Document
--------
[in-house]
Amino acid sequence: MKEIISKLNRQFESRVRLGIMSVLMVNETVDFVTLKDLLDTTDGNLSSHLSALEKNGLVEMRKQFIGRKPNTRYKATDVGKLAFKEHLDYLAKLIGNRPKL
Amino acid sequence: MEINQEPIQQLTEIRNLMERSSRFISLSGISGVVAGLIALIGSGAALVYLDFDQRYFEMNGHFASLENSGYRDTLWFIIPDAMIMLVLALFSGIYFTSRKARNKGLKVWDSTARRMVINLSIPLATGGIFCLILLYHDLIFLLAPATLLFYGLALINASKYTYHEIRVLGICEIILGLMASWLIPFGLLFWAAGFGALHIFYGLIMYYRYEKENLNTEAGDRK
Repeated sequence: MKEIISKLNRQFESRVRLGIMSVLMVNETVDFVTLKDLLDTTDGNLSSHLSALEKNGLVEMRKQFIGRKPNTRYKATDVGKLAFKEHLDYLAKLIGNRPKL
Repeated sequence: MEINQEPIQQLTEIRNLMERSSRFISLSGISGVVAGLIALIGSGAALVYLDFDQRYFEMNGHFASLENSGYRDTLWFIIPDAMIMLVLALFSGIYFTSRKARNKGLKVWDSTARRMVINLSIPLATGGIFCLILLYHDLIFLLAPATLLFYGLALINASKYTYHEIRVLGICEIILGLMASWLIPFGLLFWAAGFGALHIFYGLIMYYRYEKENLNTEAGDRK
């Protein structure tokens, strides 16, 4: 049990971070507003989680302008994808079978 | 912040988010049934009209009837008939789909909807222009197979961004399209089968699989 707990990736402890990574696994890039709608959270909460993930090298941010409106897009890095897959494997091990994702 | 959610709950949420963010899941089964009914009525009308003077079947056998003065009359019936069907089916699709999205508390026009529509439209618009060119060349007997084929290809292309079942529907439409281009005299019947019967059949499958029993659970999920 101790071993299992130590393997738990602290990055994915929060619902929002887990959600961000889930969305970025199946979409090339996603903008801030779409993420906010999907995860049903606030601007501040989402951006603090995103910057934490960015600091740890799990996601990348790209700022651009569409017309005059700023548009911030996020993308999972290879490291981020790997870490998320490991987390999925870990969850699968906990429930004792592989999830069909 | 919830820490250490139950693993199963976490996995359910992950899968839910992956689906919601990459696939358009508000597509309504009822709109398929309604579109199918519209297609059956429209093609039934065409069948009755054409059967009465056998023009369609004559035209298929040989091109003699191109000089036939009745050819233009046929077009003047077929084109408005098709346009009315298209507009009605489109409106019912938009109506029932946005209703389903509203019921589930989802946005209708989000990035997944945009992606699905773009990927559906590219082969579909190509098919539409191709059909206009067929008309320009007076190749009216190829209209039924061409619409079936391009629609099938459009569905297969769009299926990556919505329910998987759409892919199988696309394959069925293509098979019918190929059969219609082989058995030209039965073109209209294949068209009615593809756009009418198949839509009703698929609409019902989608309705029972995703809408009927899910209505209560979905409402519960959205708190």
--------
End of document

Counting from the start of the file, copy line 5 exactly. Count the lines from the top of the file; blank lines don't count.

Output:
Repeated sequence: MEINQEPIQQLTEIRNLMERSSRFISLSGISGVVAGLIALIGSGAALVYLDFDQRYFEMNGHFASLENSGYRDTLWFIIPDAMIMLVLALFSGIYFTSRKARNKGLKVWDSTARRMVINLSIPLATGGIFCLILLYHDLIFLLAPATLLFYGLALINASKYTYHEIRVLGICEIILGLMASWLIPFGLLFWAAGFGALHIFYGLIMYYRYEKENLNTEAGDRK